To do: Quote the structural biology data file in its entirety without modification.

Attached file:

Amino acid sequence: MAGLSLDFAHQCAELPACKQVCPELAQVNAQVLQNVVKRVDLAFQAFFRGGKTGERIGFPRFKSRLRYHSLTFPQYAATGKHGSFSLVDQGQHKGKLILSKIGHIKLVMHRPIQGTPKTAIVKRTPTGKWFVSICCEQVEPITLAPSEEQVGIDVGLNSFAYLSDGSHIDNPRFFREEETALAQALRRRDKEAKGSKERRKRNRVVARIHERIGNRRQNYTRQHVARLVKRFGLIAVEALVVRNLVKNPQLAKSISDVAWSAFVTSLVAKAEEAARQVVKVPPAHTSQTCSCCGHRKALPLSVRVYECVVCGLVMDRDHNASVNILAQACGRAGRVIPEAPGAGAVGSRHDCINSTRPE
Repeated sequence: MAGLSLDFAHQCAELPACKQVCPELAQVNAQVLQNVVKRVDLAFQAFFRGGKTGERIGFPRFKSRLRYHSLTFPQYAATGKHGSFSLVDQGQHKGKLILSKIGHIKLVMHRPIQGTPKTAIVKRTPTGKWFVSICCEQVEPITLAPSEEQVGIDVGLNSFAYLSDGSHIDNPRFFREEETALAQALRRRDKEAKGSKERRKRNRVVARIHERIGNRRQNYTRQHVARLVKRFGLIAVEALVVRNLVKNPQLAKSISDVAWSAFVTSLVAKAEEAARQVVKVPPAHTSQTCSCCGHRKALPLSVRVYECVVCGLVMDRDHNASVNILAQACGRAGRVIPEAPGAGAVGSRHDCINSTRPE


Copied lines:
Amino acid sequence: MAGLSLDFAHQCAELPACKQVCPELAQVNAQVLQNVVKRVDLAFQAFFRGGKTGERIGFPRFKSRLRYHSLTFPQYAATGKHGSFSLVDQGQHKGKLILSKIGHIKLVMHRPIQGTPKTAIVKRTPTGKWFVSICCEQVEPITLAPSEEQVGIDVGLNSFAYLSDGSHIDNPRFFREEETALAQALRRRDKEAKGSKERRKRNRVVARIHERIGNRRQNYTRQHVARLVKRFGLIAVEALVVRNLVKNPQLAKSISDVAWSAFVTSLVAKAEEAARQVVKVPPAHTSQTCSCCGHRKALPLSVRVYECVVCGLVMDRDHNASVNILAQACGRAGRVIPEAPGAGAVGSRHDCINSTRPE
Repeated sequence: MAGLSLDFAHQCAELPACKQVCPELAQVNAQVLQNVVKRVDLAFQAFFRGGKTGERIGFPRFKSRLRYHSLTFPQYAATGKHGSFSLVDQGQHKGKLILSKIGHIKLVMHRPIQGTPKTAIVKRTPTGKWFVSICCEQVEPITLAPSEEQVGIDVGLNSFAYLSDGSHIDNPRFFREEETALAQALRRRDKEAKGSKERRKRNRVVARIHERIGNRRQNYTRQHVARLVKRFGLIAVEALVVRNLVKNPQLAKSISDVAWSAFVTSLVAKAEEAARQVVKVPPAHTSQTCSCCGHRKALPLSVRVYECVVCGLVMDRDHNASVNILAQACGRAGRVIPEAPGAGAVGSRHDCINSTRPE